A family of possums live in the trees behind our house, and every night they walk across our roof and around our back fence. While adorable in theory, in reality they ate our green roof, nibble on our ferns, and when really hungry, head to the front garden to munch through our vege patch.
What we recently discovered is that they also love honeycomb.
To extract honey, I use a fruit press to squeeze the honeycomb. What’s left over is a thick lump of wax, honey and detritus. I left this on the back verandah for the bees to re-collect the honey, back into the hive.
One night, when watching TV, we heard heavy movements on the varandah. Turning on the lights, there was a possum, munching through the lumps, as bold as day. It was so fearless, I had to wrestle the tray off the possum, who was very reluctant to let it go.
The next night, we found the possum munching the left-over bits off the honey press. The cheek!
Who knew that possums love honeycomb?
One of the boxes of honey I harvested over the weekend shows what happens when bees “don’t follow the rules”. This is how they draw comb in the wild, in a space-filling organic pattern.
This is fine for the bees, but a bit of a hassle when harvesting. The only way to get it out is in one big ‘cake’ of comb, which is then cut away in pieces. Which actually proved to be fairly straightforward in practice, thankfully.
In total, I harvested a box of honey from two of my hives, generating a big honey harvest. 15 litres in total, divided up into 3 x 3kg tubs, 3 x 1kg tubs, 15 jars and 3 squeeze bottles.
Considering my 9 litre harvest from last weekend has already been sold out, I don’t expect this harvest will last long either!
With the very warm weather in Sydney, our bees have been very busy laying down comb, and filling it with honey. So when I added some empty boxes to the bottom of the hive, I was very surprised to find the top box very heavy indeed (and therefore filled with honey).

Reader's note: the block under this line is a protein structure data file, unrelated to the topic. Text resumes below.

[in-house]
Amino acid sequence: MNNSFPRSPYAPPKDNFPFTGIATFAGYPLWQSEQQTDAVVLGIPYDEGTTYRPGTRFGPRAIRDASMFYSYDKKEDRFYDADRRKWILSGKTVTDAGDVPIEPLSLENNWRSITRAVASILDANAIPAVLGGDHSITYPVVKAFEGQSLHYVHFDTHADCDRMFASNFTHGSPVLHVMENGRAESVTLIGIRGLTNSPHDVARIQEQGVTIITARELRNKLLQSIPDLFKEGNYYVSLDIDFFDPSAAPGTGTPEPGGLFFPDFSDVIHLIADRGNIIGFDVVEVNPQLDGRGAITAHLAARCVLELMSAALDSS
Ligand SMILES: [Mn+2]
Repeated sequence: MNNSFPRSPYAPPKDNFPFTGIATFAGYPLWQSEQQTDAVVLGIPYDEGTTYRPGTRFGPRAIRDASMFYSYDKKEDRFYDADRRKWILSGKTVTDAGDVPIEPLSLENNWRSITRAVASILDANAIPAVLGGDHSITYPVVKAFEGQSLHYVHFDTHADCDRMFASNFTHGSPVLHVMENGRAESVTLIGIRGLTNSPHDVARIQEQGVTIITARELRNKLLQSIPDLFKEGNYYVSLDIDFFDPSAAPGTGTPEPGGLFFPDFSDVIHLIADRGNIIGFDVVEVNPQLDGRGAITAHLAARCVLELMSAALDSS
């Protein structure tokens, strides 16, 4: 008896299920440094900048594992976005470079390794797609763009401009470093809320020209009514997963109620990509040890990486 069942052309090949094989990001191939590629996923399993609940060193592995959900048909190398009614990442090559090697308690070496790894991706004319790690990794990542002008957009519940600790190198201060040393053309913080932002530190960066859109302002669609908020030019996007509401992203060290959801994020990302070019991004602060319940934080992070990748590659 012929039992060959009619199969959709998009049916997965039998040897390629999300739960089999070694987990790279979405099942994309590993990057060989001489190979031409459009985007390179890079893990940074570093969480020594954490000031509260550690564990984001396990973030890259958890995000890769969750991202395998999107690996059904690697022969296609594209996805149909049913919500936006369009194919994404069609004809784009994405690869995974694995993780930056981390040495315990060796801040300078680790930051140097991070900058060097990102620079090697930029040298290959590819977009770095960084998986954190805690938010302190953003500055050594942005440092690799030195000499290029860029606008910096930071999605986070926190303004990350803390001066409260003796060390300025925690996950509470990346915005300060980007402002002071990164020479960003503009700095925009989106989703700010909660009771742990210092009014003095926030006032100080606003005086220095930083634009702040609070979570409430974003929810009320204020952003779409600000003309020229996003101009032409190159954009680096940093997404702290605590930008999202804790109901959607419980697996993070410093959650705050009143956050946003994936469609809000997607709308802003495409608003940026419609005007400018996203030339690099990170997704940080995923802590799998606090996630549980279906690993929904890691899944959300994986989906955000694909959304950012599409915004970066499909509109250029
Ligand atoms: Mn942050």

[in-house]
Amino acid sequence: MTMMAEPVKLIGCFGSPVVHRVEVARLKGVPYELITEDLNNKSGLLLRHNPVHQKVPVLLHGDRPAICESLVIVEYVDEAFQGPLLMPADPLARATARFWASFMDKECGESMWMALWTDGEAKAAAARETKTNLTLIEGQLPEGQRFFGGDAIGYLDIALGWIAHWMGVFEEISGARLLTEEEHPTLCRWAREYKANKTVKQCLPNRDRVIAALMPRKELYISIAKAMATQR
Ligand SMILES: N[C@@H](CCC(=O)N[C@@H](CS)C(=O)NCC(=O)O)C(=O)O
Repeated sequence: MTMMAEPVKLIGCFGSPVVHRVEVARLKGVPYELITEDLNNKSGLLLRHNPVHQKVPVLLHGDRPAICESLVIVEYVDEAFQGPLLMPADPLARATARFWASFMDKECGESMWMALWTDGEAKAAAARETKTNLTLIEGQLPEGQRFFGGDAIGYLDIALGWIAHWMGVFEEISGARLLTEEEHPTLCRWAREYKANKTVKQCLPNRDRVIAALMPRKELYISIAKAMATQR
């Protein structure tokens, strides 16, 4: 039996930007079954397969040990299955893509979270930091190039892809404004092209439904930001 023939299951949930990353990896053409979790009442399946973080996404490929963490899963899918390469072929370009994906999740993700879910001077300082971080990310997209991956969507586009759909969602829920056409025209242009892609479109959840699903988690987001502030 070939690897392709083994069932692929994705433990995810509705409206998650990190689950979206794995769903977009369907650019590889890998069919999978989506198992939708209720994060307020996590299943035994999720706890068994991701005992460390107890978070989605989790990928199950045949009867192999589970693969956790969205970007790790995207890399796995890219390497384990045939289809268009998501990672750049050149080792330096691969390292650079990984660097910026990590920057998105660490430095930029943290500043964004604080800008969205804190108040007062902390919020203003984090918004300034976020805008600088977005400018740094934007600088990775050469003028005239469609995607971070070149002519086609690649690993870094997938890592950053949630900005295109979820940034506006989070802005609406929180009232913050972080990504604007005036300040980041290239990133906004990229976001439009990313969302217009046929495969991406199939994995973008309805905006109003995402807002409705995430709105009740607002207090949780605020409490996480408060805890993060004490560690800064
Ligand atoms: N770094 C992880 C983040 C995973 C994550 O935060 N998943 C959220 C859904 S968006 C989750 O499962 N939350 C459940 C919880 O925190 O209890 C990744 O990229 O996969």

With the able help of Sarah, a fellow beginner natural beekeeper, we went up onto the roof last week to harvest our first honey.
I had put a “clearing board” on the frame the day before, which is a sort of one-way gate for the bees. In theory, this should clear the top box of most bees, although it didn’t work all that well in this instance.
There’s no particular magic to harvesting honey: lift out a frame, check it’s full of honey, brush off the bees, and put it in a container. (Repeat as required.)
In the end, there were three frames of entirely capped honey, and the remaining frames were a mix of capped and uncapped honey. While we probably could’ve harvested all of it, we decided to leave the uncapped frames in the hive.
In Warré hives, frames aren’t wired. So to harvest the honey, you simply cut it out of the frames. (I then put the empty frames back into the hive, to fill the gaps in the top box.)
At a small scale, extracting the honey is pretty simple. Put the comb in a sieve that fits on top of a 20L plastic bucket.
Break up the honeycomb, and let the honey to drain out. A fine plastic filter sheet keeps the bits out of the honey (shown above). It only took about 24 hours for the vast bulk of the honey to drain out, with a small amount of mixing up throughout.
Hornsby Beekeeping (where I obtained the sieves, etc) kindly put a pouring tap (called a “gate”) into the storage bucket, which made it super-easy to pour the honey into jars, without spilling a drop.
These are the jars of honey we ended up with, complete with “Lewisham honey” labels. That’s a lot of honey for a small and very early honey harvest.
The final stats:
- 3 frames harvested (out of 8 in the top box)
- 6kg of comb and honey
- 2.5 litres of lovely honey
That’s not a bad start, I think! Particularly with more harvesting expected soon (of the whole top box and probably the second box.)